Many thanks,
Hi. I checked the site again and, yes, your description appears to be of the box. I am unsure if they changed the model ('j' would be next after 'i') or if I made a typo.

I am happy to share more description and pics of what I did if I am able, but I am currently travelling and will not return home until this weekend when I can better reply. As I tried to relate above, you will need a tap and die set in order to thread the two holes you will need to drill.
Thanks Gary.

I have a tap and die set, as well as my dad's drill press, so I'm covered there.

The only problem is to source the item in the UK without paying a ridiculous amount for it. On Amazon UK, they retail at just under £16 (around $20) a piece, so buying two of these is turning out quite expensive. On the other hand, there doesn't seem to be any other just-as-good alternatives, unless anyone knows of one?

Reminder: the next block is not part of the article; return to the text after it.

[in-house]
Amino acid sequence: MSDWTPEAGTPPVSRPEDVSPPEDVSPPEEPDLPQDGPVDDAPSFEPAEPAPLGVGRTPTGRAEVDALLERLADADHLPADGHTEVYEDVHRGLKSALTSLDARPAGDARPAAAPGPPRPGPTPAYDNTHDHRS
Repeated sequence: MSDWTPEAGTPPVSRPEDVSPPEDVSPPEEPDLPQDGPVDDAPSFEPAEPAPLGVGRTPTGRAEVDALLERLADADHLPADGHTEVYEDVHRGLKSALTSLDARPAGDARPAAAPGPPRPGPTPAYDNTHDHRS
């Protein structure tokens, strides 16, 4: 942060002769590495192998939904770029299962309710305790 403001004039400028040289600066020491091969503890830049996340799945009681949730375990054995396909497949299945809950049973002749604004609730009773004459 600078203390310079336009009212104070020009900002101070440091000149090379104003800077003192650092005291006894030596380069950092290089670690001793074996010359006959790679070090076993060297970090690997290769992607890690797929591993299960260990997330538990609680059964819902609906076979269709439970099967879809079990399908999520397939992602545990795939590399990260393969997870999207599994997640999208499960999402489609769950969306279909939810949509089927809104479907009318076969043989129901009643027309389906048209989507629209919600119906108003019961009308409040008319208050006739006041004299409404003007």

I have returned home from my travels and am posting as promised.

I grabbed one of the unopened metal boxes that I still have in reserve in my closet. For what it is worth, the external label on the cardboard box says unambiguously "Model: 1280ZJ-XS". So I cannot explain that discrepancy with the vendor's website.

In the picture that I am uploading, I removed the front cover from the metal box, and you are viewing the back of the cover that faces the box's interior. You can see the three long screws that hold the cover to the box at the 12, 4, and 8 o'clock positions in the photo. The screw HEAD that you can see at the 3 o'clock postion